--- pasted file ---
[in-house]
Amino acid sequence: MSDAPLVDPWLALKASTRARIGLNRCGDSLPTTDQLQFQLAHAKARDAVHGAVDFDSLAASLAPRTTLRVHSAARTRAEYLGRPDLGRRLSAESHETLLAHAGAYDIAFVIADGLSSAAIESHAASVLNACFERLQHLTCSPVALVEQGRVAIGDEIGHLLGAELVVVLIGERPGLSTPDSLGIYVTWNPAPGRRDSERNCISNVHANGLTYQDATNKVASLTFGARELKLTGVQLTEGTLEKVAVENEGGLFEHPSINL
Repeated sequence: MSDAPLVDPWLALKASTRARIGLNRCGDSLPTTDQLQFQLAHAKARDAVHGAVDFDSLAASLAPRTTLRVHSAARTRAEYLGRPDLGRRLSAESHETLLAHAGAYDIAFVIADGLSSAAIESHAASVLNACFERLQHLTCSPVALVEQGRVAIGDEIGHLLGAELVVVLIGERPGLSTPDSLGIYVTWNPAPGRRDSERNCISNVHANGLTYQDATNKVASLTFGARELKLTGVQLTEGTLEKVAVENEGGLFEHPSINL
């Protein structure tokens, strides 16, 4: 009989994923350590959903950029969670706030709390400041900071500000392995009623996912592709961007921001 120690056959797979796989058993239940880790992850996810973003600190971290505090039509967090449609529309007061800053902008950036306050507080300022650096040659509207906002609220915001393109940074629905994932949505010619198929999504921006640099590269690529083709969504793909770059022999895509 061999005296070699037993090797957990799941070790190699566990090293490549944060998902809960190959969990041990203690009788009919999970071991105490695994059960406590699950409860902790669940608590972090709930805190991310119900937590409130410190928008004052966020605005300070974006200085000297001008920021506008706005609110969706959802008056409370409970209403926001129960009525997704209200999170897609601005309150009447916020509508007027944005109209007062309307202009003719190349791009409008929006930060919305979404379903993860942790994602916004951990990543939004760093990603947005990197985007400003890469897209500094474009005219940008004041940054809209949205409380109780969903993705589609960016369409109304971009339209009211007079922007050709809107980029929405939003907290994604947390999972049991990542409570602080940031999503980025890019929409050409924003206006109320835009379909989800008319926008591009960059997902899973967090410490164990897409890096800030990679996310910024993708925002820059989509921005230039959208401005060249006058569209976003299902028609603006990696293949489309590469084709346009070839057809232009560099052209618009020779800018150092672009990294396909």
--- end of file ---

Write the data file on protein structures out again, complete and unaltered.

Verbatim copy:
[in-house]
Amino acid sequence: MSDAPLVDPWLALKASTRARIGLNRCGDSLPTTDQLQFQLAHAKARDAVHGAVDFDSLAASLAPRTTLRVHSAARTRAEYLGRPDLGRRLSAESHETLLAHAGAYDIAFVIADGLSSAAIESHAASVLNACFERLQHLTCSPVALVEQGRVAIGDEIGHLLGAELVVVLIGERPGLSTPDSLGIYVTWNPAPGRRDSERNCISNVHANGLTYQDATNKVASLTFGARELKLTGVQLTEGTLEKVAVENEGGLFEHPSINL
Repeated sequence: MSDAPLVDPWLALKASTRARIGLNRCGDSLPTTDQLQFQLAHAKARDAVHGAVDFDSLAASLAPRTTLRVHSAARTRAEYLGRPDLGRRLSAESHETLLAHAGAYDIAFVIADGLSSAAIESHAASVLNACFERLQHLTCSPVALVEQGRVAIGDEIGHLLGAELVVVLIGERPGLSTPDSLGIYVTWNPAPGRRDSERNCISNVHANGLTYQDATNKVASLTFGARELKLTGVQLTEGTLEKVAVENEGGLFEHPSINL
């Protein structure tokens, strides 16, 4: 009989994923350590959903950029969670706030709390400041900071500000392995009623996912592709961007921001 120690056959797979796989058993239940880790992850996810973003600190971290505090039509967090449609529309007061800053902008950036306050507080300022650096040659509207906002609220915001393109940074629905994932949505010619198929999504921006640099590269690529083709969504793909770059022999895509 061999005296070699037993090797957990799941070790190699566990090293490549944060998902809960190959969990041990203690009788009919999970071991105490695994059960406590699950409860902790669940608590972090709930805190991310119900937590409130410190928008004052966020605005300070974006200085000297001008920021506008706005609110969706959802008056409370409970209403926001129960009525997704209200999170897609601005309150009447916020509508007027944005109209007062309307202009003719190349791009409008929006930060919305979404379903993860942790994602916004951990990543939004760093990603947005990197985007400003890469897209500094474009005219940008004041940054809209949205409380109780969903993705589609960016369409109304971009339209009211007079922007050709809107980029929405939003907290994604947390999972049991990542409570602080940031999503980025890019929409050409924003206006109320835009379909989800008319926008591009960059997902899973967090410490164990897409890096800030990679996310910024993708925002820059989509921005230039959208401005060249006058569209976003299902028609603006990696293949489309590469084709346009070839057809232009560099052209618009020779800018150092672009990294396909």